The synesthesia is perhaps one of the most significant stylistic recourses used by D. H. Lawrence when he undertakes the task of resolving in a literary fashion one of his favourite topics: the physical and spiritual communion between his characters and Nature. With its use, Lawrence manages, by mixing and confusing the different sensorial perceptions, to enhance the discursive level and the dramatic tension, adding new deep and symbolic tonalities to the narrative momentum. In this paper, we study through selected passages from Sons and Lovers the nature of Lawrence's synesthesias, seen from a linguistic and literary perspective. We also observe up to what point he remains faithful to a "normative" tradition or lets his creativity manifest freely when building them.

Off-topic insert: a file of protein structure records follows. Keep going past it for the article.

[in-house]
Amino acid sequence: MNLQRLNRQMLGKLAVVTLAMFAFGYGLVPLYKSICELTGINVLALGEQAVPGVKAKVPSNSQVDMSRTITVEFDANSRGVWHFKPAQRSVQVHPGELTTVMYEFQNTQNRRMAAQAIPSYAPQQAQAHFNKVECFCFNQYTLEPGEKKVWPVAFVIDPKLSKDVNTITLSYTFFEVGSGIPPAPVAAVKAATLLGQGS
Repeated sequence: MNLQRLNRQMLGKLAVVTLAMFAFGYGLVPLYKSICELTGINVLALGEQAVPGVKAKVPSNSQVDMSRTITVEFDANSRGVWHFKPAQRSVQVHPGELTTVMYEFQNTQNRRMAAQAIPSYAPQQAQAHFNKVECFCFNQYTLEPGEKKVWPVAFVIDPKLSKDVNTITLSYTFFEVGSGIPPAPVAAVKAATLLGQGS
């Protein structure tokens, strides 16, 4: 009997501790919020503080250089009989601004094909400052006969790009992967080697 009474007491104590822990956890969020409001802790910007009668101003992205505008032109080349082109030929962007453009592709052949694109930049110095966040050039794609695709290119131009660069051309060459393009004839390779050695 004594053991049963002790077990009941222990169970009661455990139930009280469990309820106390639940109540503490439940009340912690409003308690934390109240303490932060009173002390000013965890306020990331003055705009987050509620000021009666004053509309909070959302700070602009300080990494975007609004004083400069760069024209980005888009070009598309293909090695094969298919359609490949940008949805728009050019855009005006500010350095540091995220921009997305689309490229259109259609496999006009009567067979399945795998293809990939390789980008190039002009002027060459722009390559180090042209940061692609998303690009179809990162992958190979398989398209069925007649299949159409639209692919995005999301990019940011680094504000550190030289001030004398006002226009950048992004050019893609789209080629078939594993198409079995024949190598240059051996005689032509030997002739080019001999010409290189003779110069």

Lawrence, David Herbert; Sons and lovers; Literatura inglesa; Sinestesia; Naturaleza